Thursday, April 9, 2009

A stumbling block

For the LORD spoke thus to me with his strong hand upon me, and warned me not to walk in the way of this people, saying: "Do not call conspiracy all that this people calls conspiracy, and do not fear what they fear, nor be in dread. But the LORD of hosts, him you shall honor as holy. Let him be your fear, and let him be your dread. And he will become a sanctuary and a stone of offense and a rock of stumbling to both houses of Israel, a trap and a snare to the inhabitants of Jerusalem. And many shall stumble on it. They shall fall and be broken; they shall be snared and taken."

Bind up the testimony; seal the teaching among my disciples. I will wait for the LORD, who is hiding his face from the house of Jacob, and I will hope in him.
One of my favorite posts I’ve written came from reading one of my least favorite books I’ve ever read. After suffering through painful pages of Austen I pondered whether the stereotypical format of an Austen novel might follow the story of Grace: everything gets worse and worse throughout the whole story, finally climaxing with the Unspeakable Tragedy, which to everyone’s shock puts all the pieces together with remarkable speed and completeness. Grace trumps all. Evil gets consumed by reverse entropy, the force at work in the world that puts everything together. Death is swallowed up in Victory. It becomes part of the very gears of redemption.

But in the tragedies of this year, reverse entropy does not sound as comforting as it did when I first wrote the term. This spring marks the first time in my twenty-six years as a Christian that I have been scandalized by the message of the cross, “a stumbling block to Jews and folly to Gentiles.” I like the notion of everything getting consumed by the great snowball of Grace and Redemption, until I realize what is getting consumed in it. Evil becomes part of the wheels of redemption? Murder, rape, child abuse... these become instruments of good? It sounds victorious when it is an abstract idea; it sounds downright scandalous when it is a real-life situation. I don’t know if I like that kind of redemption.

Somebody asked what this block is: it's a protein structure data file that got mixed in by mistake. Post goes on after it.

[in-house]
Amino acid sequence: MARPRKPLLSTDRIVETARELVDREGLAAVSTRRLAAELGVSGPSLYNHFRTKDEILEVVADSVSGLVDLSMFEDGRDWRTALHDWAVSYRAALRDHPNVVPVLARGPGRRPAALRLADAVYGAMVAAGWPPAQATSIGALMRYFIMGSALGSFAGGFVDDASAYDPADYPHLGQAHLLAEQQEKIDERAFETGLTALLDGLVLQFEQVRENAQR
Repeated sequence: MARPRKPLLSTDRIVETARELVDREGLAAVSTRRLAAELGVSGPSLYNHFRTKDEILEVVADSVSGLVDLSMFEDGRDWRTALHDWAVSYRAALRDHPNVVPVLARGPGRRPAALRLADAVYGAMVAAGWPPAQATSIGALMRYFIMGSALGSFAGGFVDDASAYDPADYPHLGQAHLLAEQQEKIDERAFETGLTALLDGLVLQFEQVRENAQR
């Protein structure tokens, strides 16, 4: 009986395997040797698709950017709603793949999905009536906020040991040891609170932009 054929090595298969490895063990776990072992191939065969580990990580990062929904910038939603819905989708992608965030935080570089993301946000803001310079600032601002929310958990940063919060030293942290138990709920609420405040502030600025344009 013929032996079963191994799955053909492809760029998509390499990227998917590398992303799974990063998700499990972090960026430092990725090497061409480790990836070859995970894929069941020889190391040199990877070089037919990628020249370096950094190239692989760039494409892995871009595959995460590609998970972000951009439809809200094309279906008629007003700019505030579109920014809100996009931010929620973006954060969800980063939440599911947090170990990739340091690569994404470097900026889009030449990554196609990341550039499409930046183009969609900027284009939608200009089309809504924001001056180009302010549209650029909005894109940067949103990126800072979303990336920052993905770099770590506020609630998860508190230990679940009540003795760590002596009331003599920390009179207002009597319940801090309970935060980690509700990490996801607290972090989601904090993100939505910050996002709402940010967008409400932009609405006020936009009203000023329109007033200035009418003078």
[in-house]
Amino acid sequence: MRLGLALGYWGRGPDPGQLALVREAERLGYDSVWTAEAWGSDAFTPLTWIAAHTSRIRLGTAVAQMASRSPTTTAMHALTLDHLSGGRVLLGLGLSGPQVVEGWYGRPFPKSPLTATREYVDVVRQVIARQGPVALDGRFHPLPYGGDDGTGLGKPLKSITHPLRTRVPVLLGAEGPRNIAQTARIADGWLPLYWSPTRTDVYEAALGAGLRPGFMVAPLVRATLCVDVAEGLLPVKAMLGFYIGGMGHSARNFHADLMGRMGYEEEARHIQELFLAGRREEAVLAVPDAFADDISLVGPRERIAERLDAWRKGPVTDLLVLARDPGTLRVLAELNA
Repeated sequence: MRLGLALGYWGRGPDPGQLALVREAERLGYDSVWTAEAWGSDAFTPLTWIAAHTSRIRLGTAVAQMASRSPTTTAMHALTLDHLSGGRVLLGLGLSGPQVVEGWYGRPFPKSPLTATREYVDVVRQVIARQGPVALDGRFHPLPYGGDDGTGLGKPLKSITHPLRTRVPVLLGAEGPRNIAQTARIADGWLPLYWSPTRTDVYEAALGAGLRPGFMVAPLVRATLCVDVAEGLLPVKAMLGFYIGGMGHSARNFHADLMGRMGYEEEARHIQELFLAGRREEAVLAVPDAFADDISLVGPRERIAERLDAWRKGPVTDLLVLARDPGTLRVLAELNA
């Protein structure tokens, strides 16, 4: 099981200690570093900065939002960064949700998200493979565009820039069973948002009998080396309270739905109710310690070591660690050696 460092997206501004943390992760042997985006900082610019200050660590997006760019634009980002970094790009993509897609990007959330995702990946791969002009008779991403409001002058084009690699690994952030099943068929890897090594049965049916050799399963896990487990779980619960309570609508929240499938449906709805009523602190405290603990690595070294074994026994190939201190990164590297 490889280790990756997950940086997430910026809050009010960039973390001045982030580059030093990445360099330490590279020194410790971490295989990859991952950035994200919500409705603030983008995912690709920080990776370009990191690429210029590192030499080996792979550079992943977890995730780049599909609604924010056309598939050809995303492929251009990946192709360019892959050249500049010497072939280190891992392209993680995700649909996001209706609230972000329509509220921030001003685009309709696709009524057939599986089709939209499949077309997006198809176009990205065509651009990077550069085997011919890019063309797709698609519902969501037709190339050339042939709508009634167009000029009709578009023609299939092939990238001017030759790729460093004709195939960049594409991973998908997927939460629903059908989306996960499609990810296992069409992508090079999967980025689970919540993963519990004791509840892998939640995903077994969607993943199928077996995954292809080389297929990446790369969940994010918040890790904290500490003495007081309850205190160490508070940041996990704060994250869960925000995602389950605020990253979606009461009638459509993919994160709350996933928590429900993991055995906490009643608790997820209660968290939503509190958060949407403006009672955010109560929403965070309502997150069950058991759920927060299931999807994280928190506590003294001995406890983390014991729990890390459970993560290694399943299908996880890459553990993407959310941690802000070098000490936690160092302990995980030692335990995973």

Evil becomes part of the wheels of redemption? The Cross... it becomes an instrument of good? Humiliation, torture, the suffering of the innocent... are part of the gears of redemption? Until this spring, I never realized what a scandalous, offensive, shocking redemption that is.

A Catholic friend of mine enthusiastically told me the other day, “We ask for bread, and he gives us Eucharist.” Maybe it is a good thing we don’t know what we’re praying for sometimes. Who would ever pray for Daily Bread, not to mention the redemption of Jerusalem or of ourselves, if we knew at what cost it would come?

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